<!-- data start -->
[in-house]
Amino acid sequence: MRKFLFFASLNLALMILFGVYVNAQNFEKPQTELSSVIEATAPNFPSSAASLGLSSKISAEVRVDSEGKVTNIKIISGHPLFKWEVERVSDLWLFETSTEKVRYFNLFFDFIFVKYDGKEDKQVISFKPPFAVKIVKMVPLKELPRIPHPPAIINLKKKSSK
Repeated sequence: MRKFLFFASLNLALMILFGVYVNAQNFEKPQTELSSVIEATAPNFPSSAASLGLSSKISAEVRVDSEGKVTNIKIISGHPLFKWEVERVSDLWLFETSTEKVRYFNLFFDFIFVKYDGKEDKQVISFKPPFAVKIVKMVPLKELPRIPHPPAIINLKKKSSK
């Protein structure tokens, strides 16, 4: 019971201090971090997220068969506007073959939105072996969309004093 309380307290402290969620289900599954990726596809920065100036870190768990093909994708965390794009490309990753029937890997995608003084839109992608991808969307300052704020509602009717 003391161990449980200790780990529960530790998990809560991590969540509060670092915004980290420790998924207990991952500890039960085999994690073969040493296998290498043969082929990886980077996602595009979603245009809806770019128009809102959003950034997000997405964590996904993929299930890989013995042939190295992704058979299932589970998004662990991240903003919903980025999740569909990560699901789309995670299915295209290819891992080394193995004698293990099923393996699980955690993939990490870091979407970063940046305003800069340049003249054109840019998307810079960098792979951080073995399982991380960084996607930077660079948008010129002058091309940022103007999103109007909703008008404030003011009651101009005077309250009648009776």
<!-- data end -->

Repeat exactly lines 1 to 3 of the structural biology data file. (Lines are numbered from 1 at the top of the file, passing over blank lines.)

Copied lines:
[in-house]
Amino acid sequence: MRKFLFFASLNLALMILFGVYVNAQNFEKPQTELSSVIEATAPNFPSSAASLGLSSKISAEVRVDSEGKVTNIKIISGHPLFKWEVERVSDLWLFETSTEKVRYFNLFFDFIFVKYDGKEDKQVISFKPPFAVKIVKMVPLKELPRIPHPPAIINLKKKSSK
Repeated sequence: MRKFLFFASLNLALMILFGVYVNAQNFEKPQTELSSVIEATAPNFPSSAASLGLSSKISAEVRVDSEGKVTNIKIISGHPLFKWEVERVSDLWLFETSTEKVRYFNLFFDFIFVKYDGKEDKQVISFKPPFAVKIVKMVPLKELPRIPHPPAIINLKKKSSK